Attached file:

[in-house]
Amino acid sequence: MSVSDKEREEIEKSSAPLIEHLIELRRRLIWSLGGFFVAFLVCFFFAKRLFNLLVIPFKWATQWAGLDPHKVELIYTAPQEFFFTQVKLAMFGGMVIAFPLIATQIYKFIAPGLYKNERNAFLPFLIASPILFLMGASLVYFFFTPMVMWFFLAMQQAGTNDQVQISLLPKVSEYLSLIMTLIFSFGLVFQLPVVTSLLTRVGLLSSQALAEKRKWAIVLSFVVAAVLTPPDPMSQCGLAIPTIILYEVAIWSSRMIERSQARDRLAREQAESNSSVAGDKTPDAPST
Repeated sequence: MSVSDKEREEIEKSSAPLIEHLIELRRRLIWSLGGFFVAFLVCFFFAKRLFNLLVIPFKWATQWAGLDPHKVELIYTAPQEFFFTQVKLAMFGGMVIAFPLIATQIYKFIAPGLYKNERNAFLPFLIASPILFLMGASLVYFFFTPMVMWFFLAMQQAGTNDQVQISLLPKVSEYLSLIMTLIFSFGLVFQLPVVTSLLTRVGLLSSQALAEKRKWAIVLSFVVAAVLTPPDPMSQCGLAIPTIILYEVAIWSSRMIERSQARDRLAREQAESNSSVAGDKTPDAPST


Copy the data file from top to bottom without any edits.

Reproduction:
[in-house]
Amino acid sequence: MSVSDKEREEIEKSSAPLIEHLIELRRRLIWSLGGFFVAFLVCFFFAKRLFNLLVIPFKWATQWAGLDPHKVELIYTAPQEFFFTQVKLAMFGGMVIAFPLIATQIYKFIAPGLYKNERNAFLPFLIASPILFLMGASLVYFFFTPMVMWFFLAMQQAGTNDQVQISLLPKVSEYLSLIMTLIFSFGLVFQLPVVTSLLTRVGLLSSQALAEKRKWAIVLSFVVAAVLTPPDPMSQCGLAIPTIILYEVAIWSSRMIERSQARDRLAREQAESNSSVAGDKTPDAPST
Repeated sequence: MSVSDKEREEIEKSSAPLIEHLIELRRRLIWSLGGFFVAFLVCFFFAKRLFNLLVIPFKWATQWAGLDPHKVELIYTAPQEFFFTQVKLAMFGGMVIAFPLIATQIYKFIAPGLYKNERNAFLPFLIASPILFLMGASLVYFFFTPMVMWFFLAMQQAGTNDQVQISLLPKVSEYLSLIMTLIFSFGLVFQLPVVTSLLTRVGLLSSQALAEKRKWAIVLSFVVAAVLTPPDPMSQCGLAIPTIILYEVAIWSSRMIERSQARDRLAREQAESNSSVAGDKTPDAPST